AS.050.372 (01)Foundations of Neural Network TheoryMWF 3:00PM - 4:15PMSmolensky, PaulKrieger 134ACOGS-COMPCG, NEUR-CG, NEUR-CP
AS.050.325 (01)Phonology IMW 12:00PM - 1:15PMWilson, ColinKrieger 111COGS-LING, BEHB-SOCSCI
AS.050.206 (01)BilingualismT 3:00PM - 5:30PMYarmolinskaya, Julia SKrieger 111COGS-LING, COGS-COGPSY

Column one has the course number and section. Other columns show the course title, days offered, instructor's name, room number, if the course is cross-referenced with another program, and a option to view additional course information in a pop-up window.

Course # (Section) Title Day/Times Instructor Room PosTag(s) Info

Column one has the course number and section. Other columns show the course title, days offered, instructor's name, room number, if the course is cross-referenced with another program, and a option to view additional course information in a pop-up window.

Developmental Cognitive Neuroscience
AS.050.332 (01)

In-depth examination of the current literature on cognitive development in the context of developmental cognitive neuroscience. Please see course prerequisites. Meets with AS.050.632.

  • Credits: 3.00
  • Level: Upper Level Undergraduate
  • Status: Waitlist Only
  • Seats Available: 0/15
  • PosTag(s): COGS-COGPSY, COGS-NEURO

Practicum in Language Disorders- Community Based Learning
AS.050.318 (01)

This course provides the opportunity to learn about adult aphasias, language disorders which are one of the most common consequences of stroke. You will receive training in supportive communication techniques and work as a communication partner with an individual with aphasia for two hours per week. Three class meetings for orientation and reading assignments will be held on campus; training and practicum will be conducted at a local aphasia support center. Transportation required. Colisted with Neuroscience (AS.080.400). Additional information can be found on http://krieger.jhu.edu/neuroscience/academics/practicums/practicum-in-language-disorders, the Department of Neuroscience's Website. Find out more on the practicum location at http://www.scalebaltimore.org, SCALE Baltimore.

  • Credits: 2.00
  • Level: Upper Level Undergraduate
  • Status: Approval Required
  • Seats Available: 1/3
  • PosTag(s): n/a

Bilingualism
AS.050.206 (01)

Do children get confused when they grow up exposed to more than one language? Is it possible to forget one’s native language? Are the first and second language processed in different areas of the brain? How does brain damage impact the different languages of a polyglot? Does knowing a second language affect non-linguistic cognitive processing? This course will address questions such as these through an exploration of mental and neural processes underlying bilingual and multilingual language processing.

  • Credits: 3.00
  • Level: Lower Level Undergraduate
  • Status: Waitlist Only
  • Seats Available: 0/25
  • PosTag(s): COGS-COGPSY, COGS-LING

Language Acquisition
AS.050.348 (01)

This course provides an introduction to the fields of first and second language acquisition by looking at questions such as the following: Can the grammar of a native language be learned solely on the basis of noticing statistical correlations among words? How does native language acquisition explain — or is explained by — the universal properties, shared by all languages, of words and grammars? How does being exposed to multiple languages from birth affect language acquisition and what happens when a child is not exposed to any language early in life? Does the same cognitive mechanism guide language learning in children and adults? What factors account for individual differences in ease and ultimate attainment when a second language is learned later in life? Is it possible to become indistinguishable from a native speaker in a foreign language? What changes take place in the brain when a new language is learned? Also offered as AS.050.648.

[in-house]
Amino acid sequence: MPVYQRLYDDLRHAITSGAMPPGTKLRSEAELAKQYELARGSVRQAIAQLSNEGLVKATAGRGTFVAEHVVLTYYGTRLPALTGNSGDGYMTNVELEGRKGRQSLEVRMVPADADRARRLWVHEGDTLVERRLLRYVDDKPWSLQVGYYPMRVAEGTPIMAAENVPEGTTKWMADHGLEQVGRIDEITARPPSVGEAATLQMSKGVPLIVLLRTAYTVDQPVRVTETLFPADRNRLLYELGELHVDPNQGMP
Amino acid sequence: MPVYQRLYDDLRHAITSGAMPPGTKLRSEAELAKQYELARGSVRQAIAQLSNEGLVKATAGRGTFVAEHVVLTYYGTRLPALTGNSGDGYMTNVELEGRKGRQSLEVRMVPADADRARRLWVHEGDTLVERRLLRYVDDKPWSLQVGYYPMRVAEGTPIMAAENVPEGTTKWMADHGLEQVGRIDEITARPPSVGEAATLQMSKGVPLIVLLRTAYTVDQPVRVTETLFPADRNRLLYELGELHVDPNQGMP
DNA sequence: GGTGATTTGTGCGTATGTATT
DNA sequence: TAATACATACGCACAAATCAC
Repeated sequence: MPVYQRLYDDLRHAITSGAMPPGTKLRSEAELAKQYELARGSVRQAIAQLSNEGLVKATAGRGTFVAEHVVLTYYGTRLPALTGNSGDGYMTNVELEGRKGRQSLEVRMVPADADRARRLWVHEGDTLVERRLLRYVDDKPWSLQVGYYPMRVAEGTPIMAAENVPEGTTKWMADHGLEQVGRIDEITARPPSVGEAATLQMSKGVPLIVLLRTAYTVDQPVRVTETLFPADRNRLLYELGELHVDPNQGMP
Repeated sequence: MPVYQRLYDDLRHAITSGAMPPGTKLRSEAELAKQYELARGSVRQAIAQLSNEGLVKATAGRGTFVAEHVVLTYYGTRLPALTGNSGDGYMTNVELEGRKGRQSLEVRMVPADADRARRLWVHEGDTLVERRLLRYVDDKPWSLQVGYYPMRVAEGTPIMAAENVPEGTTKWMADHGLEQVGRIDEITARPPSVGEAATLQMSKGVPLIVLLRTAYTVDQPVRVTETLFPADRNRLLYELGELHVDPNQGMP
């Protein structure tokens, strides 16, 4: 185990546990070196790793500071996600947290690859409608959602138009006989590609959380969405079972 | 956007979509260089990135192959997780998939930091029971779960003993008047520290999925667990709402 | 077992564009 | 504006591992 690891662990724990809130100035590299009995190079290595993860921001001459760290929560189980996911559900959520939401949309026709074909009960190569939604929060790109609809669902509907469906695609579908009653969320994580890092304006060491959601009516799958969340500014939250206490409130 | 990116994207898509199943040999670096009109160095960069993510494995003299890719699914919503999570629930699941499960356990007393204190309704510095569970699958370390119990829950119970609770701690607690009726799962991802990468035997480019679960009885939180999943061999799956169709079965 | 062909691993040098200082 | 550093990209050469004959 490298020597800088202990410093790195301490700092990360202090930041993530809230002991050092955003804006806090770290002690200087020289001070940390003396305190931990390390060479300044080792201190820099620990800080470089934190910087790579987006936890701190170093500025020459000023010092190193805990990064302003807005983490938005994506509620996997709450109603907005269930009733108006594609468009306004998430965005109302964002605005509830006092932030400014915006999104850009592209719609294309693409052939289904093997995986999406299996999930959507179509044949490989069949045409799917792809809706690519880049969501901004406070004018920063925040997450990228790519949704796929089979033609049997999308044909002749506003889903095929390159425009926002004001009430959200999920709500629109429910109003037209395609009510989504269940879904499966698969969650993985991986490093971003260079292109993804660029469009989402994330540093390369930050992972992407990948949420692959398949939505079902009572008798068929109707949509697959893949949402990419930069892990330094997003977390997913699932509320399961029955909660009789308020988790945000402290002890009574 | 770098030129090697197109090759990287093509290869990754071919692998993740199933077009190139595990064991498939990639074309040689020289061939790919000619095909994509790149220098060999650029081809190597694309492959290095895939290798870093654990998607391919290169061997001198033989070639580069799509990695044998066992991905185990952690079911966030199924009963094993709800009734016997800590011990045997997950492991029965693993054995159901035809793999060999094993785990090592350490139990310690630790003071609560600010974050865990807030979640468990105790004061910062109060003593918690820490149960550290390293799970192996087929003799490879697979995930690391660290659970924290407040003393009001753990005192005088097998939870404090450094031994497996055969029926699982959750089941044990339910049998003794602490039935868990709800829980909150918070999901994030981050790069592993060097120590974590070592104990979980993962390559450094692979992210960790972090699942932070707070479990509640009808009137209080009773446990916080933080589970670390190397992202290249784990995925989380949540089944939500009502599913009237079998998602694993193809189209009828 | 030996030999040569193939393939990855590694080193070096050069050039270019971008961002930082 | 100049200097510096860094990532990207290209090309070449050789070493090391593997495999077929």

• Credits: 3.00
  • Level: Upper Level Undergraduate
  • Status: Waitlist Only
  • Seats Available: 0/19
  • PosTag(s): COGS-LING, COGS-COGPSY

Decoding the Brain: Multivariate Analysis in Cognitive Neuroscience
AS.050.346 (01)

Neural decoding through Machine Learning has become an ever-important tool for neuroscientists to understand how the brain processes information. This course introduces students to this exciting field with seminar-style lectures and hands-on practice sessions. The course will be organized around a number of corner-stone applications of neural decoding in Cognitive Neuroscience, topics include face recognition, concept knowledge representation, and bridging language model and the brain. In the practice sessions, students will learn to analyze actual neuroimaging data and replicate the published findings with off-the-shelf software. By the end of the course, students will be familiar with the basic methods of neural decoding, and acquire hands-on experience of data analysis. Prior programming knowledge is not required and programming skill per se is not part of the evaluation, yet students are expected to familiarize themselves with the scripting interface and understand the basics through the practice sessions. If an interested student has taken a statistics course comparable to one of the listed prerequisite courses, contact the instructor and include the course number and description.